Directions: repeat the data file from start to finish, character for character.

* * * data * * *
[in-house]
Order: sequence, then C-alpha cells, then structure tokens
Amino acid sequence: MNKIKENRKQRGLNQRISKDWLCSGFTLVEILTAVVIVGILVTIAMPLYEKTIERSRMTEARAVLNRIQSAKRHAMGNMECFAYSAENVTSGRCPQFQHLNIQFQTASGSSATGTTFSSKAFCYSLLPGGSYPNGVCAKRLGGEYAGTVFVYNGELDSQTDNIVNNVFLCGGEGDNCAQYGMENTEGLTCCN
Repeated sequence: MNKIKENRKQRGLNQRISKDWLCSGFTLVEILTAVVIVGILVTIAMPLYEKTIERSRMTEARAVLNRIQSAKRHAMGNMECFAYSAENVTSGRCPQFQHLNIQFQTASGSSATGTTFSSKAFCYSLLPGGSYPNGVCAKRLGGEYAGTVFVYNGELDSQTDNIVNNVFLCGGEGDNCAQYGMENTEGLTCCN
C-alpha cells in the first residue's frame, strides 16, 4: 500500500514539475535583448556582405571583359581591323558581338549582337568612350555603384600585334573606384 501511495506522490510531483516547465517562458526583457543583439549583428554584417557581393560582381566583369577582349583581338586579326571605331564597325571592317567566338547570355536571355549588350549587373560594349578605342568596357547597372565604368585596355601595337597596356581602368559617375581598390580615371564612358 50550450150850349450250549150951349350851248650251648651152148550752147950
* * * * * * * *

[in-house]
Order: sequence, then C-alpha cells, then structure tokens
Amino acid sequence: MNKIKENRKQRGLNQRISKDWLCSGFTLVEILTAVVIVGILVTIAMPLYEKTIERSRMTEARAVLNRIQSAKRHAMGNMECFAYSAENVTSGRCPQFQHLNIQFQTASGSSATGTTFSSKAFCYSLLPGGSYPNGVCAKRLGGEYAGTVFVYNGELDSQTDNIVNNVFLCGGEGDNCAQYGMENTEGLTCCN
Repeated sequence: MNKIKENRKQRGLNQRISKDWLCSGFTLVEILTAVVIVGILVTIAMPLYEKTIERSRMTEARAVLNRIQSAKRHAMGNMECFAYSAENVTSGRCPQFQHLNIQFQTASGSSATGTTFSSKAFCYSLLPGGSYPNGVCAKRLGGEYAGTVFVYNGELDSQTDNIVNNVFLCGGEGDNCAQYGMENTEGLTCCN
C-alpha cells in the first residue's frame, strides 16, 4: 500500500514539475535583448556582405571583359581591323558581338549582337568612350555603384600585334573606384 501511495506522490510531483516547465517562458526583457543583439549583428554584417557581393560582381566583369577582349583581338586579326571605331564597325571592317567566338547570355536571355549588350549587373560594349578605342568596357547597372565604368585596355601595337597596356581602368559617375581598390580615371564612358 50550450150850349450250549150951349350851248650251648651152148550752147950